Simone’s OncOpinion

Career development observations and advice for medical professionals from Dr. Joseph V. Simone.

Tuesday, April 29, 2014

Tips When Recruiting

Recruiting is one of the more important exercises in any organization. Too often we are so anxious to fill a slot that we don’t look deeply into the qualifications and fit of candidates. We look at CVs and have a round of interviews and make a decision. But in far too many cases, little attention is paid to whether the candidate is a good fit for the culture, purpose, and needs of the institution. Personality, personal attitude, and team compatibility are grossly underrated in the process. No matter how successful the person is as a caregiver or scientist, if he or she is likely to find it difficult to adapt to the culture, the recruitment is headed for trouble.


Conversely, a small but distressing number of academic programs and other institutions have a stifling air of distrust and scientific secrecy leading to competing factions and an enormous waste of energy and a degradation of good will. The recruit may have a difficult time of adapting to such an environment.


Both the institution and the recruit must realize that each brings a work attitude and culture to the table. Both must recognize that it will take time for a new recruit to fit into a new organization; this often takes up to 18 months. 


Judging personality and fitness for a job, both professionally and personally, is not a science. That does not mean one shouldn’t spend considerable time on this important issue. One test I use to help in this process is to imagine each of the following scenarios:


Desert Island:  How would I feel if the candidate and I were shipwrecked on a desert island, just the two of us? Could I depend on that person to pull his or her share of the workload? How would we get along under stressful circumstances?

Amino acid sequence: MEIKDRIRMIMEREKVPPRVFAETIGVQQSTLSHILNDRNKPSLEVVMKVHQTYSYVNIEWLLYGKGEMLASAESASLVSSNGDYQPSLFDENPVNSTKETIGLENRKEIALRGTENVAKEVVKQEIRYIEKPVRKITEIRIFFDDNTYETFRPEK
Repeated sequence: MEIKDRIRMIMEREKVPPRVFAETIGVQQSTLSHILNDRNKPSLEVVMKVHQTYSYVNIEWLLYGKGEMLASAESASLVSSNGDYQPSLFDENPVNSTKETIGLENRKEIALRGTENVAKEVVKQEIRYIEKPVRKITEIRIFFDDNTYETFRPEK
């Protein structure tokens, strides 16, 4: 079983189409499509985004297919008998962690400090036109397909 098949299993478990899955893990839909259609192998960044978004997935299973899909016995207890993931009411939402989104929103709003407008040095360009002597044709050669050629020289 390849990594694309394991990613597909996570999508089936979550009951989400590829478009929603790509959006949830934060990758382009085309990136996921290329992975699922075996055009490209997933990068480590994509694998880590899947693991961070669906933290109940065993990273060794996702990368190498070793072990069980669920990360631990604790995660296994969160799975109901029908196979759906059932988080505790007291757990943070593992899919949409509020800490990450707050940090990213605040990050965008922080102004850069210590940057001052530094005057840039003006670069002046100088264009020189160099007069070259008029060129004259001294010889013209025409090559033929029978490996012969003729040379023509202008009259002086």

Daily Interdependent Colleague:  This less rigorous test imagines how it would be like to deal with the recruit on a daily basis and be dependent on his or her actions and behavior.


Project Collaborator:  This is even less stringent because the interaction is limited to a specific project that takes a portion of time but not all of it. Would the person be likely to serve as a good colleague?


Nice Guy…But: This means that the recruit is amiable, a “good guy,” but a bad fit professionally for the position, a painfully slow worker, not aggressive enough for the job, or may not function well as a team player.


South End of a Horse’:  The SEH may be bright, ambitious, and highly productive, but is considered a complete jerk who annoys and frustrates everyone around him, often reducing their productivity. Propriety, graciousness, candor, and kindness are not part of his personality. He is socially toxic.


If the candidate fits the descriptions in either of the latter two scenarios, I don’t need to tell you that you should not offer the job. If the person fits one of the first three, he or she is likely (but never a certainty -- this is not a science) to do well on some level.


You won’t always have enough information from previous colleagues or former bosses, but the exercise still can be helpful. It is not fair to you or the candidate to recruit someone who is not likely to fit in or thrive in your environment, so spending a little extra time trying to gauge these issues is well worth the effort.